Honey, come in, come in. Set yourself down in that old rocker to the side of my bed. It’s good to see a young face around here. Help yourself to a cookie out of that tin if you’re hungry. So what did you do to get sent here to keep us old folks company? Not that I’m complaining, mind you. What’s that? Speak up, girl; my hearing isn’t what it used to be. I’m coming on eighty years this spring. Tell Old Addie how you got yourself in this fix.
Wait, let me guess — a man is at the bottom of the trouble, am I right? Sorry, honey, I’m not laughing at you; things get to be kind of predictable once you get to my age. Community service for fifty hours, huh? That’s a shame, although things could have been much worse. You must be like me; interested in the dark and dangerous type. You seem like a nice girl that met the wrong man, that’s all.
My, but you are a pretty one with all that dark hair and big eyes on you. Look at me; I was beautiful once with thick red hair and always got lots of attention. My hair is awful thin now, though it’s still red. I tell, you, it hurts to get old and not recognize yourself in the mirror. You don’t believe it, but it will happen to you. You don’t ever believe it until it happens to you.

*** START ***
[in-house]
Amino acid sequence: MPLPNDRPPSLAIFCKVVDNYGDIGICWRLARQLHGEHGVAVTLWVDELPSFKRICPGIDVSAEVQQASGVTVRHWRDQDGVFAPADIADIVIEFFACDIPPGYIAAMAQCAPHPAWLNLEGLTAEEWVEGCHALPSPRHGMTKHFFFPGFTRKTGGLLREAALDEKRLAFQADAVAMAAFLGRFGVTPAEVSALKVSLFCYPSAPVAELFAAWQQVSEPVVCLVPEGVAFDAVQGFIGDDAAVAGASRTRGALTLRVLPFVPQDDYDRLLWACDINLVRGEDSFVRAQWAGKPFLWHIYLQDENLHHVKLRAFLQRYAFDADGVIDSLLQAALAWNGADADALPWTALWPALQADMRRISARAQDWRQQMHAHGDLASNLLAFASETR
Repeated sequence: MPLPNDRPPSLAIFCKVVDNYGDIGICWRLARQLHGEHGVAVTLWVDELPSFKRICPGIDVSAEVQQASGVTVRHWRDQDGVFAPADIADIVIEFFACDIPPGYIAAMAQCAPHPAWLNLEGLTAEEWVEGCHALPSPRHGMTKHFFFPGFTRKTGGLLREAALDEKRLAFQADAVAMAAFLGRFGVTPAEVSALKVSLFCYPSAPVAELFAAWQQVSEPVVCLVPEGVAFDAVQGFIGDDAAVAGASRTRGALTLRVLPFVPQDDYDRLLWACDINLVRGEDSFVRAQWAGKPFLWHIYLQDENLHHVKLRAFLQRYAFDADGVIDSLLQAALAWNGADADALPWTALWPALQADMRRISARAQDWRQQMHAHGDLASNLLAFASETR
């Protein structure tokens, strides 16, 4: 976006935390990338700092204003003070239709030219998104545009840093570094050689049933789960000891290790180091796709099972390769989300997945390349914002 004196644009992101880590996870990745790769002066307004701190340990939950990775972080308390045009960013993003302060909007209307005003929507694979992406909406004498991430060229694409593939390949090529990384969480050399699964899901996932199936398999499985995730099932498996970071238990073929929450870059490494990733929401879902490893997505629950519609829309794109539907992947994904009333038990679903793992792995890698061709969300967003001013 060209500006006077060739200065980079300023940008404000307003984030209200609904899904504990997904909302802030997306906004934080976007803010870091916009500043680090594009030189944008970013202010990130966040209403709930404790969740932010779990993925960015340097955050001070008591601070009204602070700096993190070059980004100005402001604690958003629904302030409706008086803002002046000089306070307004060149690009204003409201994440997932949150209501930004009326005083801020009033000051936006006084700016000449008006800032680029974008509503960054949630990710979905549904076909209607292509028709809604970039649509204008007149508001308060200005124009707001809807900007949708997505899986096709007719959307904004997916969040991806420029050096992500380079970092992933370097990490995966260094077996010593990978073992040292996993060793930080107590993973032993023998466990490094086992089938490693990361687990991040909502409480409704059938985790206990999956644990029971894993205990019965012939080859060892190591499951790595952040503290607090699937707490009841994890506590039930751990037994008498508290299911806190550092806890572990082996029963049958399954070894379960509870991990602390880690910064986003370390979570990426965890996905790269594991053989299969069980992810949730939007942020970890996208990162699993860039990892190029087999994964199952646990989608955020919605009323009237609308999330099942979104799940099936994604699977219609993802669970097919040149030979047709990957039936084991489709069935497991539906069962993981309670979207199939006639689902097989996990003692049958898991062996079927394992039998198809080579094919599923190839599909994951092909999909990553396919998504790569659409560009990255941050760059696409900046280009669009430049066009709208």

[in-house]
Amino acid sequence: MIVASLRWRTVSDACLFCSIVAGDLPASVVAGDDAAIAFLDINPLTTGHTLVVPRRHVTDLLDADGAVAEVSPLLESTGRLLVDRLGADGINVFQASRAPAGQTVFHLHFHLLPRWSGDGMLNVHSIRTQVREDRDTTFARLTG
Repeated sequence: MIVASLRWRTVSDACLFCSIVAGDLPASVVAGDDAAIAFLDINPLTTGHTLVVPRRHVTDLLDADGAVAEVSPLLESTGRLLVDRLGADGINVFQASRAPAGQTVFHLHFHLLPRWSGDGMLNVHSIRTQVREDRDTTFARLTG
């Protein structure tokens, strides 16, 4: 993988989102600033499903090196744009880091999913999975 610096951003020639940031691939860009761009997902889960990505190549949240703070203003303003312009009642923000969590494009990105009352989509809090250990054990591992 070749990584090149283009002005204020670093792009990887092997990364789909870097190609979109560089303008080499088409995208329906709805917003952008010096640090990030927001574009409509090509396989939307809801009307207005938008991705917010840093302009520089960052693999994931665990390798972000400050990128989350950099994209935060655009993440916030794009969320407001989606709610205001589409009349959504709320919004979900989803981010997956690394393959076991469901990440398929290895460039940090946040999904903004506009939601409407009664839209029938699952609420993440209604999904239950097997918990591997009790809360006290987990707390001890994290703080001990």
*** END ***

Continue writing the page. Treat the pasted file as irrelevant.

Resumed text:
We sound a lot alike. I had troubles of my own. My husband’s name was Tom, and he brought me nothing but grief. He cashed bad cheques all over the place, and I had to cover them. Tom drank and was mean when he drank too. Finally, it got so bad I couldn’t meet the eyes of anybody in town. They thought I was no good, just like he was. But I didn’t drink and never cheated anybody in my life. Not that it mattered to the townsfolk. They turned me away at the store when I went to buy food for the little ones and told me they didn’t want my kind in there again. I realized then and there that Tom was the problem and I wasn’t going to have any type of life as long as he was around.
Once I made up my mind, I set to thinking about what I could do about it. I’d done small magics before; my mother taught me and her mother before her. So, I created a circle of salt out there in the barn and called upon the Power That Be to rid me of my husband. Damned if Tom didn’t burn up in his favourite rocker the very next day. It created quite an explosion and burned off half of my eyebrows because I didn’t say the words exactly right. He left a hell of a smudge on that chair that wouldn’t never come out. Otherwise that rocker was fine. It’s awful comfy, isn’t it?
Oh honey, I think you’re more interested than shocked if you think about it. Lean a little closer and Old Addie will tell you what to do. We’ll get rid of your bad luck and that bad man in no time. Old Addie will teach you how to say the words exactly right. And, you’ll have lots of years before the payment comes due.
Donia Strand lives in Vernon, BC with a big chocolate labrador and thinks the shoreline along Okanagan looks like a great sleeping beast. She loves the outdoors and gets inspiration from fairy tales, myths and conversations in coffee shops.